EvidenceProf Blog

Editor: Colin Miller
Univ. of South Carolina School of Law

Wednesday, December 29, 2021

Eleventh Circuit Opinion Raises Questions Under Rule 704

Federal Rule of Evidence 704 provides that 

(a) In General — Not Automatically Objectionable. An opinion is not objectionable just because it embraces an ultimate issue.

(b) Exception. In a criminal case, an expert witness must not state an opinion about whether the defendant did or did not have a mental state or condition that constitutes an element of the crime charged or of a defense. Those matters are for the trier of fact alone.

In United States v. Duldulao and Santos, 2021 WL 6071511 (11th Cir. 2021), physicians Kendrick Eugene Duldulao and Medardo Queg Santos were charged with (1) one count of conspiracy to distribute and dispense oxycodone, hydromorphone, morphine, methadone, and hydrocodone (Schedule II controlled substances) and alprazolam (Xanax, a Schedule IV controlled substance), not for a legitimate medical purpose and not in the usual course of professional practice; and (2) substantive counts of distributing controlled substances not for a legitimate medical purpose and not in the usual course of professional practice. At trial, a physician testified for the State "that 'most of' the prescriptions that Santos wrote for controlled substances 'were provided for no legitimate medical purpose, [and] they were not issued in the course of one's professional practice.'" Was this proper?

According to the Eleventh Circuit,

A district court may admit expert testimony that “help[s] the trier of fact to understand the evidence or to determine a fact in issue.” Fed. R. Evid. 702(a). Generally, “[a]n opinion is not objectionable just because it embraces an ultimate issue.” Fed. R. Evid. 704(a). But “[i]n a criminal case, an expert witness must not state an opinion about whether the defendant did or did not have a mental state or condition that constitutes an element of the crime charged or of a defense. Those matters are for the trier of fact alone.” Fed. R. Evid. 704(b). Rule 704 bars a witness from giving legal opinions (e.g., “The defendant broke the law”) and from discussing culpable mental states (e.g., “And he did it knowingly”). An expert witness can give his opinion about an ultimate issue so long as he does not tell the jury what result to reach. See Fed. R. Evid. 704 advisory committee's note. There is a difference between simply opining on an ultimate issue and impermissibly directing the jury to a result, however. See United States v. Grzybowicz, 747 F.3d 1296, 1310 (11th Cir. 2014).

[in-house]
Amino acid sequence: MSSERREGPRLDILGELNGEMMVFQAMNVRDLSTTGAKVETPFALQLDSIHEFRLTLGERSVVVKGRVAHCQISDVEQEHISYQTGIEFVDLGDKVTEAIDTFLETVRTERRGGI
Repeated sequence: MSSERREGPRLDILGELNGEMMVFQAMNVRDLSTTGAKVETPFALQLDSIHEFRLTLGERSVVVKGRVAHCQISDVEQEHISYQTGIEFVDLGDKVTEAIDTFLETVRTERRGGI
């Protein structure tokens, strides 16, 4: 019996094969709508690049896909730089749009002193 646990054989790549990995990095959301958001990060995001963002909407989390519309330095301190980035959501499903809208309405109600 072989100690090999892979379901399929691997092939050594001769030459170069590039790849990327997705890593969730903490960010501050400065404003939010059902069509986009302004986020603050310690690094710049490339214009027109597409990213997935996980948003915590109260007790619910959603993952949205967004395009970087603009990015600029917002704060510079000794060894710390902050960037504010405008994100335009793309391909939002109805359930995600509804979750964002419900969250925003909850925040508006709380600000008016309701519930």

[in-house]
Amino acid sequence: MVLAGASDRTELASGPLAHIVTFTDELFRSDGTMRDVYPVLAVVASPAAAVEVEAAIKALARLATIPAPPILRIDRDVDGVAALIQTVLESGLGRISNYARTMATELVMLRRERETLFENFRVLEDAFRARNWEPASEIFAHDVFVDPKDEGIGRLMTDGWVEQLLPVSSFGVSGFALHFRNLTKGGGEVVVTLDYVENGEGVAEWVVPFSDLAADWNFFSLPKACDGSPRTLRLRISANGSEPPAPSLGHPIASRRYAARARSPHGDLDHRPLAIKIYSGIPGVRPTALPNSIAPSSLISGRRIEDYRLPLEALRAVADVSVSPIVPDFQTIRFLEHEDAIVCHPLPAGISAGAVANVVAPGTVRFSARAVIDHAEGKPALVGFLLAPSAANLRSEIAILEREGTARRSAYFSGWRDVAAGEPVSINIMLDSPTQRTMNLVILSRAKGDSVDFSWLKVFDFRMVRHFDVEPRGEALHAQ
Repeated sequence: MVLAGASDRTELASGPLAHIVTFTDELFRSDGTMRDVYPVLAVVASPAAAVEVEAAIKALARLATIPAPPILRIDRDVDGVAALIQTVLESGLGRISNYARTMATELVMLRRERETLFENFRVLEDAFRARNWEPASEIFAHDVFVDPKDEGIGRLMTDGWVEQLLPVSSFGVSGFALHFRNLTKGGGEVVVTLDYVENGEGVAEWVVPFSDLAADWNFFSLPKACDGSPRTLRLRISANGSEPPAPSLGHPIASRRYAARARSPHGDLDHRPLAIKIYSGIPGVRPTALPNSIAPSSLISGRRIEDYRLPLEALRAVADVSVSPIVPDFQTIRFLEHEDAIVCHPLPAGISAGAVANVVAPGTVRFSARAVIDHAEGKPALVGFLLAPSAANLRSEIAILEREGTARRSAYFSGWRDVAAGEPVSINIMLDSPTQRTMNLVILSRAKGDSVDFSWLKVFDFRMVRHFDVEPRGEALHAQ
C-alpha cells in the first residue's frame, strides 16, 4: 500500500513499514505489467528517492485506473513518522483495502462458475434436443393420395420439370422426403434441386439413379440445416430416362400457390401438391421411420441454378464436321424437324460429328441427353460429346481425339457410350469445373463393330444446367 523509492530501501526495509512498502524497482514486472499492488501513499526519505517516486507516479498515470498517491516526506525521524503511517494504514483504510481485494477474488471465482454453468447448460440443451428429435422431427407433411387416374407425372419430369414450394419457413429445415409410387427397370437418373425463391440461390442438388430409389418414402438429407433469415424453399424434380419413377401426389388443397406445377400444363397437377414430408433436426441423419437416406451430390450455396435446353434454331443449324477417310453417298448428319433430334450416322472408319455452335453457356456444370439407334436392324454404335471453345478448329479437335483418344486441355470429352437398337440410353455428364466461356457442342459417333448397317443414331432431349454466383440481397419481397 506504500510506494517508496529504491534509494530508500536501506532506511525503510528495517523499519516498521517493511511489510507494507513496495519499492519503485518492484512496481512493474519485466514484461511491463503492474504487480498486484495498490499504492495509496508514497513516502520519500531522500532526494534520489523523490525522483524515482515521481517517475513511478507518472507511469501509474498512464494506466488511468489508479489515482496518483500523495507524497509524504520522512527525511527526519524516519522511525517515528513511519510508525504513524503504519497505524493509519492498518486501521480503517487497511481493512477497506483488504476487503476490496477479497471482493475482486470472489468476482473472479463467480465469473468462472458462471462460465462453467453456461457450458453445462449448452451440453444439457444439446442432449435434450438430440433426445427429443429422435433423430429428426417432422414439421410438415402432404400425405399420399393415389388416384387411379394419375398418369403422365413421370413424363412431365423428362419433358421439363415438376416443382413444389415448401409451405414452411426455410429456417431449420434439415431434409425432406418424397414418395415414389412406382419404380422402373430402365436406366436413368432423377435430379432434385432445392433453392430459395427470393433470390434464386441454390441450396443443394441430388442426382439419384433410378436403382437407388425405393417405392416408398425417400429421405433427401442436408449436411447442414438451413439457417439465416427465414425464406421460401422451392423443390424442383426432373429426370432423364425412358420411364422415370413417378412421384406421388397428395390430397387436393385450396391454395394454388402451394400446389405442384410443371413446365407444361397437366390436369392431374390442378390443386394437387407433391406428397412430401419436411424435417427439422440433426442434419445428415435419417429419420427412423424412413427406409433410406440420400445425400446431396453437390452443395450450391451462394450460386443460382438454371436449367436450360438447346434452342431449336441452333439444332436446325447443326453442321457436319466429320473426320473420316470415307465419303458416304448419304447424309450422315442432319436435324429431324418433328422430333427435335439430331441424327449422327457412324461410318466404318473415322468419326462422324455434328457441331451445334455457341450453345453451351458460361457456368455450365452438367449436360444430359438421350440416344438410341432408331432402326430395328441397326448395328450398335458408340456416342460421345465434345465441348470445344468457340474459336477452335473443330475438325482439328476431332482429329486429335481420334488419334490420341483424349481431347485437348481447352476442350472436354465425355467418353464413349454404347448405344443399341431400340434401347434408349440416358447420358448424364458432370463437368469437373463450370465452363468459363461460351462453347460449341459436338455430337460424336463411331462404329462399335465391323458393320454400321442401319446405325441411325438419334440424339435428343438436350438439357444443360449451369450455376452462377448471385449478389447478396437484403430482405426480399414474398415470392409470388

Santos first argues that Dr. Chaitoff violated Federal Rule of Evidence 704(b) by testifying about Santos's subjective mental state. That argument is not supported by the record, though. Dr. Chaitoff testified about Santos's conduct and his professional opinion of that conduct, but he did not speculate about what was going on in Santos's mind. See United States v. Akwuba, 7 F.4th 1299, 1317–18 (11th Cir. 2021) (concluding that medical experts' testimony about the defendant's conduct in issuing prescriptions did not impermissibly give opinions regarding her mental state).

There is a difference between simply opining on an ultimate issue and impermissibly directing the jury to a resultI'm kind of at a loss over why defense counsel focused upon Rule 704(b) and not 704(a). As the Eleventh Circuit noted, "[t]here is a difference between simply opining on an ultimate issue and impermissibly directing the jury to a result." Classic examples of experts impermissibly directing the jury to reach a verdict involve experts who use the language of an element of a charge, claim, or defense. So, an accident reconstructionist at a negligence trial couldn't testify that the defendant was driving negligently. And a doctor in a malpractice action couldn't testify that the defendant-doctor committed malpractice.

Now, consider the charges in this case. They involved the defendant-doctors allegedly conspiring to dispense and dispensing drugs "not for a legitimate medical purpose and not in the usual course of professional practice" Meanwhile, the State's expert testified that Dr. Santos wrote most of his prescriptions "for no legitimate medical purpose, [and] they were not issued in the course of one's professional practice.'" That's pretty much a textbook violation of Rule 704(a).

-CM

https://lawprofessors.typepad.com/evidenceprof/2021/12/federal-rule-of-evidence-704-provides-that-a-in-general-not-automatically-objectionablean-opinion-is-not-objectiona.html

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Comments

I disagree. A lay jury could not (reliably) make this determination without the review and opinion of an expert. To prohibit testimony such as this would make it almost impossible to convict of this crime.

Posted by: Fred Moss | Jan 7, 2022 1:47:37 PM

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